You have all heard about the Lilley Ledbetter Fair Pay Act. It was the very first bill that President Obama signed into law. Ms. Ledbetter was an active campaigner for the President and she was at the bill signing. We also all know that the whole point of the Ledbetter Fair Pay Act was to overturn the Supreme Court’s decision in Ledbetter v. Goodyear Tire & Rubber Co., 550 U.S. 616 (2007). Congress it seems did not like the fact that the Court felt that Ms. Ledbetter should have brought her complaint when the pay decision was made, not when she got her last paycheck. 

Guess what? Congress is not done yet. Last week, the Wall Street Journal reported that the Senate was considering two bills that would overturn two more Supreme Court decisions.  Senator Harkin introduced S. 1756, the “Protecting Older Workers Against Discrimination Act” and last April Senator Finegold introduced S. 931, the “Arbitration Fairness Act of 2009”. Both Bills have companion bills that have been introduced in the House. 

Senator Harkin’s bill would reverse the Supreme Court’s decision in Gross v. FBL Financial Services, 129 S. Ct. 2343 (2009). Congress it appears does not care for the Court’s holding in Gross that in a mixed motive age discrimination case, age must be a “but for” cause of the adverse employment decision. In fact, the bill’s introduction says that Gross improperly narrowed the protections of the Age Discrimination in Employment Act. The bill would overturn Gross and provide that in mixed motive cases age need only be a “motivating factor” in the adverse employment decision making it much easier for age plaintiffs to prove their case.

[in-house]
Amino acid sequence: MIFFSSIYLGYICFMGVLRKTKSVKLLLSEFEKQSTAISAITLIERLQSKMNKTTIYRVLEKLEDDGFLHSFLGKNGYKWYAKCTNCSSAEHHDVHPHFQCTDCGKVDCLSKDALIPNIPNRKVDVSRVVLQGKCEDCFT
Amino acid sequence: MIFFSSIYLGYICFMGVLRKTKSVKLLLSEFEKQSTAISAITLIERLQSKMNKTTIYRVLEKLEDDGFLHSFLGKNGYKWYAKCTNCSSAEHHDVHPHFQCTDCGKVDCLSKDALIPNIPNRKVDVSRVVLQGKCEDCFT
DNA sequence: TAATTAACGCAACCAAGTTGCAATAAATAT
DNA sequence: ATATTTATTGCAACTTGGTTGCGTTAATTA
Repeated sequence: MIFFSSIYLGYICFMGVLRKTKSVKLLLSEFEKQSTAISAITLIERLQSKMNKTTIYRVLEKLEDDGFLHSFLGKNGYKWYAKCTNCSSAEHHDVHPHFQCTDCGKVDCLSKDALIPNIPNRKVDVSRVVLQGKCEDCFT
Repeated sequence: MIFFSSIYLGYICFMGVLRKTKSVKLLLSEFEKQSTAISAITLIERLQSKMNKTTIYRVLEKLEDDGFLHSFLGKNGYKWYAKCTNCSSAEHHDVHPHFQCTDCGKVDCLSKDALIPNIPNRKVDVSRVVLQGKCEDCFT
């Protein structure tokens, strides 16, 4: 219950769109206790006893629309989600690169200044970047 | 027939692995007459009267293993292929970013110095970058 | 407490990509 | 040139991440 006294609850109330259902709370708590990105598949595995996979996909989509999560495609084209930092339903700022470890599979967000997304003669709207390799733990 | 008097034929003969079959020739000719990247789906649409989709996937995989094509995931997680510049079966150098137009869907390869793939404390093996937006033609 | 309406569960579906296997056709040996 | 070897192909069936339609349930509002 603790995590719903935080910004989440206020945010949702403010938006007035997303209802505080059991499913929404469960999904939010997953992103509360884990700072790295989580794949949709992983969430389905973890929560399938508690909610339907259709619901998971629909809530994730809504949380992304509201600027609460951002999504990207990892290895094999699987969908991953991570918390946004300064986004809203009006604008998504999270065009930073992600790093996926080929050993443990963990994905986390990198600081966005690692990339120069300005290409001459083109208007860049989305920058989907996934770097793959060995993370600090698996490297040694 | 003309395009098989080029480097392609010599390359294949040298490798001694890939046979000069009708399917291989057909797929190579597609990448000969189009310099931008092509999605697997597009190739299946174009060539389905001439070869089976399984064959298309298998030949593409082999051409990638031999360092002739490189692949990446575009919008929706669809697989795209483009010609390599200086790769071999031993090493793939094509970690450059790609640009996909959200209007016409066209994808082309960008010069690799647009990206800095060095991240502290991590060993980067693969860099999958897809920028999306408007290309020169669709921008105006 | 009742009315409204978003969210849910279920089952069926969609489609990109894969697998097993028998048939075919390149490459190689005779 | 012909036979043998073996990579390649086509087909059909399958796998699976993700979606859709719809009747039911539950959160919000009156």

Senator Finegold’s bill does not expressly mention a Supreme Court decision but in recent years the courts have upheld arbitration of employment disputes.  S. 931 would prohibit pre-dispute agreements to arbitrate both employment and civil rights disputes among other kinds of disputes. The bill would specifically invalidate these agreements and would apply to any dispute that arises on or after the date the bill is signed into law, regardless of when the agreement to arbitrate was signed. You can see the WSJ article at

We will keep an eye on these bills and keep you informed.